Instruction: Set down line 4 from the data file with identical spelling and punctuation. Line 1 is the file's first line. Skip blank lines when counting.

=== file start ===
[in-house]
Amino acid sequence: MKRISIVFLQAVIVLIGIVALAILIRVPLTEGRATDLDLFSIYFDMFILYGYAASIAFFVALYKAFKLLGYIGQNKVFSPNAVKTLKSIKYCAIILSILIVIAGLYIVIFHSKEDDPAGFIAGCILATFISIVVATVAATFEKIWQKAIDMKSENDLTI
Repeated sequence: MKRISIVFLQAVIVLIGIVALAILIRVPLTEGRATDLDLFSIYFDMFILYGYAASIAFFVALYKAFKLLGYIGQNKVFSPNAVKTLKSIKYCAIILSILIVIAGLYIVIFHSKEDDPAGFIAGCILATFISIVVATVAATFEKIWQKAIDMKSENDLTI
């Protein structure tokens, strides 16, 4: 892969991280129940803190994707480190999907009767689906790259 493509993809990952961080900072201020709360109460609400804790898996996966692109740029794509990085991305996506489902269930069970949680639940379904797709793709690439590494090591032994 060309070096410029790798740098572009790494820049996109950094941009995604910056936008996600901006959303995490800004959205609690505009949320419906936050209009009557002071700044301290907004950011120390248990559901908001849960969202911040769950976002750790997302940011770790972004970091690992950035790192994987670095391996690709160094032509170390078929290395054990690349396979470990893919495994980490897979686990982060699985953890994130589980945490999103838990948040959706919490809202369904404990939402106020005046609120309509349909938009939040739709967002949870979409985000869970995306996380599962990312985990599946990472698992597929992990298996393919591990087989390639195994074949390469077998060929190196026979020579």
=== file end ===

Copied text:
């Protein structure tokens, strides 16, 4: 892969991280129940803190994707480190999907009767689906790259 493509993809990952961080900072201020709360109460609400804790898996996966692109740029794509990085991305996506489902269930069970949680639940379904797709793709690439590494090591032994 060309070096410029790798740098572009790494820049996109950094941009995604910056936008996600901006959303995490800004959205609690505009949320419906936050209009009557002071700044301290907004950011120390248990559901908001849960969202911040769950976002750790997302940011770790972004970091690992950035790192994987670095391996690709160094032509170390078929290395054990690349396979470990893919495994980490897979686990982060699985953890994130589980945490999103838990948040959706919490809202369904404990939402106020005046609120309509349909938009939040739709967002949870979409985000869970995306996380599962990312985990599946990472698992597929992990298996393919591990087989390639195994074949390469077998060929190196026979020579």